Torchwood: Complete Series 1 Review
The BBC does tend towards getting itself into something of a fuss as regards the promotion of new television shows. Not only does it advertise itself as surely as the independent networks promote chocolate, personal loans and, in shouting this next bit, CILLIT BANG!!!, but it also builds the television of an inverted pyramid, where one show spins off another, which begets yet another. From the bare bones of that third show will often come yet one more. It's like the week after Christmas when, with the turkey curry and cold turkey sandwiches eaten, the bones are tossed in a pot to make soup. Torchwood, one step removed from Doctor Who, isn't quite that old soup but neither is it freshly carved bird either.
Torchwood is an odd show. The efforts made by the BBC and the producers of Doctor Who to flag up their programme were quite extensive. Indeed, it does feel as though all of the second series of Doctor Who was given over to promoting Torchwood. This viewer was glad when The Doctor landed on some alien planet or other as it meant forty-five minutes without some mention of Torchwood. In the end, a good deal was promised of Torchwood. It dated back to a Scottish mansion in Victorian times when the queen was bitten by a werewolf and, it was suggested, contracted lycanthropy and, in the first Christmas special, was capable of shooting down spaceships over London. How did they hide something like that? Well, Torchwood, as it happened, wasn't really all that. That season's two-part finale revealed Torchwood to be little more than an office building in London in which attractive young things flirted with one another via email and were as unprepared for an invasion of Cybermen and Daleks as the average nursery school.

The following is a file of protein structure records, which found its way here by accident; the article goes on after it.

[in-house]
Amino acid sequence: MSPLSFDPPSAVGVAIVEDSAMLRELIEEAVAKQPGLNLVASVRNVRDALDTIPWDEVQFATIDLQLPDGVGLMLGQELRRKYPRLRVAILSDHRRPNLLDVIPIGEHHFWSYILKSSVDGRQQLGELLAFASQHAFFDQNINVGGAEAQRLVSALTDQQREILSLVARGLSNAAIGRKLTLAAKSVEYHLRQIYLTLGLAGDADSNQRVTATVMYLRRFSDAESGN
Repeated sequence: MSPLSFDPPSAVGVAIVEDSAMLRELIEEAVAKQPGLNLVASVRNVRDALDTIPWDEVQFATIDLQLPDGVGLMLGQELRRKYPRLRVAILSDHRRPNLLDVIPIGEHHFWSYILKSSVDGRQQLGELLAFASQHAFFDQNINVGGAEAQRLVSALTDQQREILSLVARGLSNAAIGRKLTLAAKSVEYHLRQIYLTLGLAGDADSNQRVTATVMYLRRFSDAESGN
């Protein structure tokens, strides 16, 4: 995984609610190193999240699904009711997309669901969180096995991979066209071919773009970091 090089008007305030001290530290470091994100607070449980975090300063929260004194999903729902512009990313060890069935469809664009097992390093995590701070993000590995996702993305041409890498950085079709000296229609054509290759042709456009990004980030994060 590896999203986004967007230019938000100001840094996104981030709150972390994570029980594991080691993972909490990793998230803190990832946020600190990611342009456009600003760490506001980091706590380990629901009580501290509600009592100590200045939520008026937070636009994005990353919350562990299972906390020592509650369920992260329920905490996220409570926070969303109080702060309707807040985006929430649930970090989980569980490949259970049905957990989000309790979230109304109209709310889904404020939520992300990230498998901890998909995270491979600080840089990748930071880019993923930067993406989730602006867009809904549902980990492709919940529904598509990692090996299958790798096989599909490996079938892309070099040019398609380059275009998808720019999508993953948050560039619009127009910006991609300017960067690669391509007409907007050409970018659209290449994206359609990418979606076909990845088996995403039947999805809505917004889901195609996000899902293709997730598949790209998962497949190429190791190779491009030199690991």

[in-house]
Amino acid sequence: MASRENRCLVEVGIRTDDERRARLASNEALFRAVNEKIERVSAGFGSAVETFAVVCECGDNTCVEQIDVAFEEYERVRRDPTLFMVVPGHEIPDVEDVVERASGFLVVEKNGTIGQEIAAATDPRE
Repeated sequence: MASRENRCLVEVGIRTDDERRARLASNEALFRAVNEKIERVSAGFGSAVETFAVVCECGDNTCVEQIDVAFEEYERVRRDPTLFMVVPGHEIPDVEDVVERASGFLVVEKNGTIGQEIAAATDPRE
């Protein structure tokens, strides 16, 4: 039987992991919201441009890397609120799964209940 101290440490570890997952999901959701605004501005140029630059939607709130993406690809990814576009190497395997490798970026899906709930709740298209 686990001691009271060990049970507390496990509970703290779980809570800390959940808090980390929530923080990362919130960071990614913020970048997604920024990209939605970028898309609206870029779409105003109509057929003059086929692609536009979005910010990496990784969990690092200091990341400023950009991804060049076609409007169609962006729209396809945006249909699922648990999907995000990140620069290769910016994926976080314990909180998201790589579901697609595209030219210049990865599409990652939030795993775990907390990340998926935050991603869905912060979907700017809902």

Actually, Torchwood the series was closer to that than the producers might like to admit as the sexual goings-on in this are given almost as much, if not more, screen time, than the aliens. While Russell T Davies must take much of the blame for this, the signs weren't good when the BBC began promoting this show as being an adult drama that would be shown in a post-watershed slot. We may not have been promised serious science-fiction but neither was Torchwood sold on the idea of it Carry On Time Travelling, a saucy little number set in secret lab beneath Cardiff in which a supposedly crack team investigate lesbian aliens and an alien who feeds off orgasms.
Torchwood has a silly, adolescent view of sex, where a quick snog is to be had, where girls laugh about hard-ons and everyone blushes when somebody says fuck. Actually, it's more like a primary school class in which everyone starts giggling when someone says bum. It has the appearance of being done and dusted prior to the BBC deciding that it would be shown in a post-watershed slot, after which announcement the production team worked night and day to assemble, Lego-style, material worthy of the schedule. Where each episode would make for a decent thirty-five minute show, these extra fifteen minutes are those in which there's a bit of swearing, someone looks a bit squinty in an effort to appear seductive and there's the unpleasant sight of a security guard masturbating over CCTV footage. I'd be happier had they just had a naked man simply wander about in the Torchwood building or, Airplane!-style, brought a topless woman before the action for a second or two before exiting the show once again.